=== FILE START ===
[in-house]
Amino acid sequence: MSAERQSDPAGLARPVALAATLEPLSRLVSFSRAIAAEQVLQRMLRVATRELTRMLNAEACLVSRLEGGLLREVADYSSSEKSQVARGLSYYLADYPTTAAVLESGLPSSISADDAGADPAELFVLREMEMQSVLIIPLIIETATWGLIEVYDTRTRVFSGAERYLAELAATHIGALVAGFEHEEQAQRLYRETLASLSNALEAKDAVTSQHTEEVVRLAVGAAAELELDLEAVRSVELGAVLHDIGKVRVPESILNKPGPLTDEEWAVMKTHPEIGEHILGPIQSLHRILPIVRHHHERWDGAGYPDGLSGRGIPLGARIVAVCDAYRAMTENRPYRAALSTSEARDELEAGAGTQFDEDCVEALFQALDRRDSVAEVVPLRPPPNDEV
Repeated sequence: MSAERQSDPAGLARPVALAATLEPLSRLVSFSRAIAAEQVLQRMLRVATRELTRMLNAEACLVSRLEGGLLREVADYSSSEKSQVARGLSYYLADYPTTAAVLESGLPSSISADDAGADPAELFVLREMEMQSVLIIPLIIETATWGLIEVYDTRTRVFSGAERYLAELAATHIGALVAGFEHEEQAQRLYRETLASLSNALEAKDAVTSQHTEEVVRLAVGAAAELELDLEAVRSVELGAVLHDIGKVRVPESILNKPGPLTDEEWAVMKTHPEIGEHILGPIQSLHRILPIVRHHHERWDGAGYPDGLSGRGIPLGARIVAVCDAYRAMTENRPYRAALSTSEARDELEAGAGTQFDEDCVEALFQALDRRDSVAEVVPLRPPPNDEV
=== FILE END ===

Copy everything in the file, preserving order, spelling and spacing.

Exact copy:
[in-house]
Amino acid sequence: MSAERQSDPAGLARPVALAATLEPLSRLVSFSRAIAAEQVLQRMLRVATRELTRMLNAEACLVSRLEGGLLREVADYSSSEKSQVARGLSYYLADYPTTAAVLESGLPSSISADDAGADPAELFVLREMEMQSVLIIPLIIETATWGLIEVYDTRTRVFSGAERYLAELAATHIGALVAGFEHEEQAQRLYRETLASLSNALEAKDAVTSQHTEEVVRLAVGAAAELELDLEAVRSVELGAVLHDIGKVRVPESILNKPGPLTDEEWAVMKTHPEIGEHILGPIQSLHRILPIVRHHHERWDGAGYPDGLSGRGIPLGARIVAVCDAYRAMTENRPYRAALSTSEARDELEAGAGTQFDEDCVEALFQALDRRDSVAEVVPLRPPPNDEV
Repeated sequence: MSAERQSDPAGLARPVALAATLEPLSRLVSFSRAIAAEQVLQRMLRVATRELTRMLNAEACLVSRLEGGLLREVADYSSSEKSQVARGLSYYLADYPTTAAVLESGLPSSISADDAGADPAELFVLREMEMQSVLIIPLIIETATWGLIEVYDTRTRVFSGAERYLAELAATHIGALVAGFEHEEQAQRLYRETLASLSNALEAKDAVTSQHTEEVVRLAVGAAAELELDLEAVRSVELGAVLHDIGKVRVPESILNKPGPLTDEEWAVMKTHPEIGEHILGPIQSLHRILPIVRHHHERWDGAGYPDGLSGRGIPLGARIVAVCDAYRAMTENRPYRAALSTSEARDELEAGAGTQFDEDCVEALFQALDRRDSVAEVVPLRPPPNDEV